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Respiratory irritation by trimellitic anhydride in Brown Norway and Wistar rats

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Author: Arts, J.H.E. · Koning, M.W.de · Bloksma, N. · Kuper, C.F.
Type:article
Date:2001
Institution: TNO Voeding
Source:Inhalation Toxicology, 8, 13, 719-728
Identifier: 236225
Keywords: trimellitic anhydride · animal experiment · article · breathing pattern · concentration response · controlled study · female · lung function · lung weight · nonhuman · priority journal · rat · rat strain · respiratory tract allergy · statistical analysis · Administration, Inhalation · Algorithms · Anhydrides · Animals · Female · Immunoglobulin E · Irritants · Lung · Metals · Organ Size · Particle Size · Rats · Rats, Inbred BN · Rats, Wistar · Respiratory Function Tests · Respiratory Tract Diseases · Animalia · Rattus norvegicus

Abstract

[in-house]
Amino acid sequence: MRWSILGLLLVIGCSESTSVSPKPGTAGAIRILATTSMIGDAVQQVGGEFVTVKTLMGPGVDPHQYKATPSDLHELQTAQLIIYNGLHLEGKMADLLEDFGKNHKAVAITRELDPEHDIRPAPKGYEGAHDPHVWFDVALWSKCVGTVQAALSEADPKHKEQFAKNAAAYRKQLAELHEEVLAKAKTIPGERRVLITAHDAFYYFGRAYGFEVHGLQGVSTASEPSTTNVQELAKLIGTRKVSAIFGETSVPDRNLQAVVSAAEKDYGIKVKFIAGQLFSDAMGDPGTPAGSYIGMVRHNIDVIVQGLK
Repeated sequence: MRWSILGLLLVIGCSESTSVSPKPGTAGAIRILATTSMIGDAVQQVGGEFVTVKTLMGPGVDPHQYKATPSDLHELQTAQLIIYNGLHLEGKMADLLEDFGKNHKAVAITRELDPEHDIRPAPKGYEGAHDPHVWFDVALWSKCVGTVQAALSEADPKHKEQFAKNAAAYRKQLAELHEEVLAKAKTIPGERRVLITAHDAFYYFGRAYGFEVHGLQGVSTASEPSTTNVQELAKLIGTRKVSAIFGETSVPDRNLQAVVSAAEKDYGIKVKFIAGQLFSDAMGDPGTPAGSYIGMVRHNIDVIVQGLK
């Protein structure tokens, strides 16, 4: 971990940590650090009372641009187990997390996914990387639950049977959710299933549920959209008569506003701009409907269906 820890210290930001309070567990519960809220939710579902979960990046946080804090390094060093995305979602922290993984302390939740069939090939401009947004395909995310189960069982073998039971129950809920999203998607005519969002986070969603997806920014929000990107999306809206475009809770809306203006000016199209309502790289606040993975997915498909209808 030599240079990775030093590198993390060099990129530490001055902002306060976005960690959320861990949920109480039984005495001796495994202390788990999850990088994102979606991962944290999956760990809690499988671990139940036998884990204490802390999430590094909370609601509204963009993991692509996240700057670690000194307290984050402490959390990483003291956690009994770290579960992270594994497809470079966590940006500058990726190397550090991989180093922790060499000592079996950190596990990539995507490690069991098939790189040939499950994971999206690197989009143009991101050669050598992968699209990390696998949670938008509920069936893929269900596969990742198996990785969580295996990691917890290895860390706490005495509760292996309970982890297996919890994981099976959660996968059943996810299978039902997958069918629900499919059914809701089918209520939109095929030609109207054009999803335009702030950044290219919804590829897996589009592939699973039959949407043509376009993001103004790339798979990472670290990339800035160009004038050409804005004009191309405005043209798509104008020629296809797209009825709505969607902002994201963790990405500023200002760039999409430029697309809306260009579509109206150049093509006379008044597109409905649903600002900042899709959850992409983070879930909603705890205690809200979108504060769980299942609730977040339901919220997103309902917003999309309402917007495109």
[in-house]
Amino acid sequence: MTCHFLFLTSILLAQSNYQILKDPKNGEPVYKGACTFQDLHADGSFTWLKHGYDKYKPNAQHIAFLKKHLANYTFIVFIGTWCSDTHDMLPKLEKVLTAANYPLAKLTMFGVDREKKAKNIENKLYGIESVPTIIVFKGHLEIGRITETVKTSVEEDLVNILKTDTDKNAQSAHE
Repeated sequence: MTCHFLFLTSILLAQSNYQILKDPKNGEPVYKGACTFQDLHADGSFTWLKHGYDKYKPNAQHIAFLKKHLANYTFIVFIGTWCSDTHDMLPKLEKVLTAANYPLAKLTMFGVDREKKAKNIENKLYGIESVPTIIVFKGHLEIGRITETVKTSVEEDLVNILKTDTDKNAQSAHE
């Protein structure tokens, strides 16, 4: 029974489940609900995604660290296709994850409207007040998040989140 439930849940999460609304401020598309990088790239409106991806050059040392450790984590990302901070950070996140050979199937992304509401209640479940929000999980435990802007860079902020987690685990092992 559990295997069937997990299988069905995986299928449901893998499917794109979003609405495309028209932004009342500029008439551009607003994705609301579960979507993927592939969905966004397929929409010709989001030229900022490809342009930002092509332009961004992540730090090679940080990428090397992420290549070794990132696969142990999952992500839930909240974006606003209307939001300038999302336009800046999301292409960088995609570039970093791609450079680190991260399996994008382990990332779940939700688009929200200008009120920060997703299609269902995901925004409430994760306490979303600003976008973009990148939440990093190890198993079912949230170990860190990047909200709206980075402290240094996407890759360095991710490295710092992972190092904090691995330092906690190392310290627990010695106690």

Several acid anhydrides are known for their sensitizing and irritative properties. Since both irritation and respiratory allergy can cause changes of lung function, proper testing of allergen-dependent effects on the respiratory tract requires knowledge of the respiratory irritant effects. To study the latter effects, groups of female Brown Norway (BN) and Wistar rats were exposed for 30 min to a range of concentrations (10 to 300 mg/m3) of the well-known respiratory allergen trimellitic anhydride (TMA). Breathing pattern and frequency were monitored before, during, and after exposure. Animals were necropsied and lung weights were determined 1 day after exposure. In BN rats, changes in breathing pattern were seen at levels of 29 mg/m3 and higher and decreases in frequency at 60 mg/m3 and higher, whereas in Wistar rats changes in both pattern and frequency (increases followed by decreases) were seen at levels of 34 mg/m3 and higher. Changes in breathing pattern consisted of a spiked form instead of a wave form of the respiratory cycle, with a pause between breaths at the end of expiration. The length of the pause increased with increasing concentrations of TMA while the duration of the respiratory cycle decreased slightly, implying that breathing frequency was mainly determined by the magnitude of the increase in pause. These reversible changes in breathing pattern and frequency were considered to be suggestive of lower airway irritation, rather than upper airway irritation. No concentration-related changes in lung weights were observed. The highest level at which no acute airway irritation as based on both breathing pattern and frequency was observed in both rat strains was 14 mg/m3.